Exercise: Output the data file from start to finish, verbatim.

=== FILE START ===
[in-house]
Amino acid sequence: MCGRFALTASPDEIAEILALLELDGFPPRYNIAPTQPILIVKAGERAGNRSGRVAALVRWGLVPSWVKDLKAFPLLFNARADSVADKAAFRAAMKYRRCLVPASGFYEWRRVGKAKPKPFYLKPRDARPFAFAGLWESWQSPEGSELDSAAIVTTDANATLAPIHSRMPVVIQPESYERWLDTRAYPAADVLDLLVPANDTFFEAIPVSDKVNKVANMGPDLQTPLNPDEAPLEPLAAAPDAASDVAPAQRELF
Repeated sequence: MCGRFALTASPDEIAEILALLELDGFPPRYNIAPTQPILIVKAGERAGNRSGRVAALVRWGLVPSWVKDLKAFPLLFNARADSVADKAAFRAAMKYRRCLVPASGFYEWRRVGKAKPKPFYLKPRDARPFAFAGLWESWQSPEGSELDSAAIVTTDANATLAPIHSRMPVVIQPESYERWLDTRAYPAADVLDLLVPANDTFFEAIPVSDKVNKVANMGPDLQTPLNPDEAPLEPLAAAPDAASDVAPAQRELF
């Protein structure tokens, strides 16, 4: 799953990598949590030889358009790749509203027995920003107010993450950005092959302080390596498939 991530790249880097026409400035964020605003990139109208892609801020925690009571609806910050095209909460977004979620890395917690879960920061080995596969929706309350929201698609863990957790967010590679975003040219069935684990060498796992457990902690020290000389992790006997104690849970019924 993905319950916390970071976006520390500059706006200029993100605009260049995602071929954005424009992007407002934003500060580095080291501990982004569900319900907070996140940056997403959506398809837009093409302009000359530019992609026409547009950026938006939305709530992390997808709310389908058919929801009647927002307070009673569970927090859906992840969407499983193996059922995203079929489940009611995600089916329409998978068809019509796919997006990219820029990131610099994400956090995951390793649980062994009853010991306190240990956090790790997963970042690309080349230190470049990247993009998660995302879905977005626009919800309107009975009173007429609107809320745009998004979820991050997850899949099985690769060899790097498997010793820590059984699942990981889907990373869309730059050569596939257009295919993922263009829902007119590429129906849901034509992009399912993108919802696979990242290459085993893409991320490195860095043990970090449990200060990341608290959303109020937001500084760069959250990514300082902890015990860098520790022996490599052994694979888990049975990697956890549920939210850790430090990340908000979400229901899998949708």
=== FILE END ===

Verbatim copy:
[in-house]
Amino acid sequence: MCGRFALTASPDEIAEILALLELDGFPPRYNIAPTQPILIVKAGERAGNRSGRVAALVRWGLVPSWVKDLKAFPLLFNARADSVADKAAFRAAMKYRRCLVPASGFYEWRRVGKAKPKPFYLKPRDARPFAFAGLWESWQSPEGSELDSAAIVTTDANATLAPIHSRMPVVIQPESYERWLDTRAYPAADVLDLLVPANDTFFEAIPVSDKVNKVANMGPDLQTPLNPDEAPLEPLAAAPDAASDVAPAQRELF
Repeated sequence: MCGRFALTASPDEIAEILALLELDGFPPRYNIAPTQPILIVKAGERAGNRSGRVAALVRWGLVPSWVKDLKAFPLLFNARADSVADKAAFRAAMKYRRCLVPASGFYEWRRVGKAKPKPFYLKPRDARPFAFAGLWESWQSPEGSELDSAAIVTTDANATLAPIHSRMPVVIQPESYERWLDTRAYPAADVLDLLVPANDTFFEAIPVSDKVNKVANMGPDLQTPLNPDEAPLEPLAAAPDAASDVAPAQRELF
């Protein structure tokens, strides 16, 4: 799953990598949590030889358009790749509203027995920003107010993450950005092959302080390596498939 991530790249880097026409400035964020605003990139109208892609801020925690009571609806910050095209909460977004979620890395917690879960920061080995596969929706309350929201698609863990957790967010590679975003040219069935684990060498796992457990902690020290000389992790006997104690849970019924 993905319950916390970071976006520390500059706006200029993100605009260049995602071929954005424009992007407002934003500060580095080291501990982004569900319900907070996140940056997403959506398809837009093409302009000359530019992609026409547009950026938006939305709530992390997808709310389908058919929801009647927002307070009673569970927090859906992840969407499983193996059922995203079929489940009611995600089916329409998978068809019509796919997006990219820029990131610099994400956090995951390793649980062994009853010991306190240990956090790790997963970042690309080349230190470049990247993009998660995302879905977005626009919800309107009975009173007429609107809320745009998004979820991050997850899949099985690769060899790097498997010793820590059984699942990981889907990373869309730059050569596939257009295919993922263009829902007119590429129906849901034509992009399912993108919802696979990242290459085993893409991320490195860095043990970090449990200060990341608290959303109020937001500084760069959250990514300082902890015990860098520790022996490599052994694979888990049975990697956890549920939210850790430090990340908000979400229901899998949708």